A little more about Kiel Bronson

Kiel is proud to be an Earthling.  He lives in an era where there are approximately 10 billion humans living off of planet Earth.  The furthest human colonization is roughly 35 Light Years from Sol.

Kiel has had neither the easiest nor the hardest life prior to when readers get to meet him in the first novel in which he appears.  He has 52 years of life experience in an age where at least half of human Earthlings have a life expectancy of 145 years.  It took a  virtual miracle of medicine and planetary food production for that change to occur, and a little bit of breeding.  It turned out that in the old days, the natural human life span ranged from as short as 40 years to as long as 250 – but with chaos, cross breeding, and unnatural causes of death, the global average made little sense for thousands of years.  Circa 2500 CE, humans began to unravel the mystery and to improve efforts to control their own destinies.

Because of that, Kiel felt somewhat mature but certainly nowhere near ‘old’ at the age of 52, but he had long accepted that people who were still living from childhood would probably see him that way.

Kiel was a man of moderation.  To the gentle, he was a harsh tough man but to those dedicated to warfare and chaos he was a mellow fellow, who managed to defend himself when forced by others.   He was reasonably educated, more than some and far less than others.  He was a mulatto, which was not uncommon in the region he had come from, but was only one of 4 or 5 ‘norms’ on Earth.  He had spent most of his life in the Americas, mainly North America but had also done time off the planet.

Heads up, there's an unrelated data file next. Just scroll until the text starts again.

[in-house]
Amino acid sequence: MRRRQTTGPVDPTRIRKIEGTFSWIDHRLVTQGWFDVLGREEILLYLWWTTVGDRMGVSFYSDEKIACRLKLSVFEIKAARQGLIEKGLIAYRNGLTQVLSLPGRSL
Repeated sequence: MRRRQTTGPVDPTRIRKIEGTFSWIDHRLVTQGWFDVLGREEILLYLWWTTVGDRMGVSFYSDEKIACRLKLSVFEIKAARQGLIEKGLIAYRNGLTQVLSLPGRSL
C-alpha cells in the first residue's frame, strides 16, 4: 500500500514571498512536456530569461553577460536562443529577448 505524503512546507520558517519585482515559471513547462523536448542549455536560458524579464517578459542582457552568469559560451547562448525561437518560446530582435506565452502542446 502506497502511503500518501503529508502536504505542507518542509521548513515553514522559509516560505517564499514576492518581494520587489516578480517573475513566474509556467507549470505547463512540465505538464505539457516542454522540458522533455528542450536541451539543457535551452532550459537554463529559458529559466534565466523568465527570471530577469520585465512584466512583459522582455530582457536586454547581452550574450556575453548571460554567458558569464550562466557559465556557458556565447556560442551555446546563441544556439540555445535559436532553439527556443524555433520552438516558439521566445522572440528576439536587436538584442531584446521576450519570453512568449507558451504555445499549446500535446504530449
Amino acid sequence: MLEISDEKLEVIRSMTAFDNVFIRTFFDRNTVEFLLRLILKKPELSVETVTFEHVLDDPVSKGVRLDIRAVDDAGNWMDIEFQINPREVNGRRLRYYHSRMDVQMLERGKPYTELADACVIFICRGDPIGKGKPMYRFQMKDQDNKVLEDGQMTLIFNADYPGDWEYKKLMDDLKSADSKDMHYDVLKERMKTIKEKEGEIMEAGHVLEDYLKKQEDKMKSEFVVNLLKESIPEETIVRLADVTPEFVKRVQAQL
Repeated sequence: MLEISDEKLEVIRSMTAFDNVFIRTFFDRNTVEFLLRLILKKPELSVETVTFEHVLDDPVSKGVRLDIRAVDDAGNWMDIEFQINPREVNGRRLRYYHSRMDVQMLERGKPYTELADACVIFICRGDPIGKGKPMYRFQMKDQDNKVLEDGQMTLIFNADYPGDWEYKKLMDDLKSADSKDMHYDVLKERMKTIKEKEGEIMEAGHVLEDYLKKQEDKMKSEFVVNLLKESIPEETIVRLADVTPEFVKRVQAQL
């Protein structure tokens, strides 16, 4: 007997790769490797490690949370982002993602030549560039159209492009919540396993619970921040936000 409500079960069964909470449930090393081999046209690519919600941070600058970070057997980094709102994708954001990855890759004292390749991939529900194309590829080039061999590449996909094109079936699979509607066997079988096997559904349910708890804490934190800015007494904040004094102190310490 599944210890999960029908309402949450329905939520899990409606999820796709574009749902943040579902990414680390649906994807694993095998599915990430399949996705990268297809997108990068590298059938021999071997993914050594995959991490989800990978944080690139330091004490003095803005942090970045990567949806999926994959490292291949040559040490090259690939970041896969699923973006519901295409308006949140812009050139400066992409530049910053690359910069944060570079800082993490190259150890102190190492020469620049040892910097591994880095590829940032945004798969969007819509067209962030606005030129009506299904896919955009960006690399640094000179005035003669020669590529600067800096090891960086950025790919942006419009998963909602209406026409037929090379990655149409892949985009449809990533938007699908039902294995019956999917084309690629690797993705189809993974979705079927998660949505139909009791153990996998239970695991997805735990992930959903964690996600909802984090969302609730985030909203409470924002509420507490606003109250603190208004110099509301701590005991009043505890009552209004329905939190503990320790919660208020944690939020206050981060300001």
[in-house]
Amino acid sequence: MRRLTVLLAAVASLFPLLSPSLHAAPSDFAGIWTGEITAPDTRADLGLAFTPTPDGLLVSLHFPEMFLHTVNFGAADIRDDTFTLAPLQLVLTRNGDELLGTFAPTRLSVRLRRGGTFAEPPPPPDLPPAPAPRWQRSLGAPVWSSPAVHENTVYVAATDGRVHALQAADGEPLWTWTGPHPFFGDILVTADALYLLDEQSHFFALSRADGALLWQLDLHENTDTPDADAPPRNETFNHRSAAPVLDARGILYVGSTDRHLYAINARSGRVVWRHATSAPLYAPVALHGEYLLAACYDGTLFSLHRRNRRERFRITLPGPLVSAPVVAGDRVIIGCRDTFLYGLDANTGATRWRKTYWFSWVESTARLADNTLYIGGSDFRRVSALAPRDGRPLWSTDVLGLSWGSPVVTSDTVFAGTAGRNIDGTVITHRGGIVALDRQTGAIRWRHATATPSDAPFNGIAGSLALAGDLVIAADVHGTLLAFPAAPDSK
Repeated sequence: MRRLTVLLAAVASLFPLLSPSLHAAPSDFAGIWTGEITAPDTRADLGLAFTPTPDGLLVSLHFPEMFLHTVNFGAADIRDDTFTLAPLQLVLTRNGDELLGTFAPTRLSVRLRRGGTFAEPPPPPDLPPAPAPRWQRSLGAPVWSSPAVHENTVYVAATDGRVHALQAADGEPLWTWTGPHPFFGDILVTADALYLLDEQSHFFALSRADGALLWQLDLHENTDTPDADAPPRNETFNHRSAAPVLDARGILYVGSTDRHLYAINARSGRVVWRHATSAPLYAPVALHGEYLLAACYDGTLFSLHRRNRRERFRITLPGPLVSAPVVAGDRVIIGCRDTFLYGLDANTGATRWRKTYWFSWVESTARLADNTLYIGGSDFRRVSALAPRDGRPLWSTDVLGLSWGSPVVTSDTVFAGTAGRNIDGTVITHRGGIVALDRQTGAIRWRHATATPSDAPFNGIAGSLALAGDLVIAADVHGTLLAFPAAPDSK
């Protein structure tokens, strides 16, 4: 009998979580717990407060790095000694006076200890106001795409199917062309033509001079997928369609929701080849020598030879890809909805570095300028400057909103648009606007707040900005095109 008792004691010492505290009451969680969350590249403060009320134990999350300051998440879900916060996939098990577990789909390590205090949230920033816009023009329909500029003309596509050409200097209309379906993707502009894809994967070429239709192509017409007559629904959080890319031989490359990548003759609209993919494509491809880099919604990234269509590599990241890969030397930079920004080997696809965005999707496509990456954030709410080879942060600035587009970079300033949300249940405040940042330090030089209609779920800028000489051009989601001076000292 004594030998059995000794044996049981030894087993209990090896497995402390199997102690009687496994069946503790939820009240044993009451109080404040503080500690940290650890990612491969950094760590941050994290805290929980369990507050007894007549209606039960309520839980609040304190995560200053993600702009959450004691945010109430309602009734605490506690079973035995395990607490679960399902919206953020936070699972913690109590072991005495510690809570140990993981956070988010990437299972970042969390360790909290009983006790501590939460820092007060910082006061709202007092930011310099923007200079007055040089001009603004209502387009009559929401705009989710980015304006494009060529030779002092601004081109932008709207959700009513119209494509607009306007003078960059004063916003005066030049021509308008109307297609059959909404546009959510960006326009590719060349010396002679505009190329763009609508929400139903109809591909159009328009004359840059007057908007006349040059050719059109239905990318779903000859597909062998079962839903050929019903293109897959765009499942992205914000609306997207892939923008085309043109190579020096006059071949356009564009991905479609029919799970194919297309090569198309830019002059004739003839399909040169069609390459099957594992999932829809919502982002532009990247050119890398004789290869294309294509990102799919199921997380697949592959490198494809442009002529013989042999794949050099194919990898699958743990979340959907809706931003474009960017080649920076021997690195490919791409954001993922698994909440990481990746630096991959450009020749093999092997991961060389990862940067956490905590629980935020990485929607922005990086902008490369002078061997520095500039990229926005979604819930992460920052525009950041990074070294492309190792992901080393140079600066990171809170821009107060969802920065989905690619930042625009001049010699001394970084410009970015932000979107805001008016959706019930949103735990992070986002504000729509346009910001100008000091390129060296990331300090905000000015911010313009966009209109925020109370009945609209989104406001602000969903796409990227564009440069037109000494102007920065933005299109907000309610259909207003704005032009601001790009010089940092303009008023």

His off world experience was about 15 years in total.  He had spent 5 years living on the Moon and another 10 moving through space: spending a year or two at a space station or stationed as part of the military.

He was strangely wise, for what he was.  Kiel was really a working class man.  He felt good about himself within the confines of knowing he would spend his entire life as one of the little people – he didn’t expect society to ever view him as being special, but of course – he was a powerful and likeable and effective man so he had made many friends and in that respect others had assured him that he was special and important.

 

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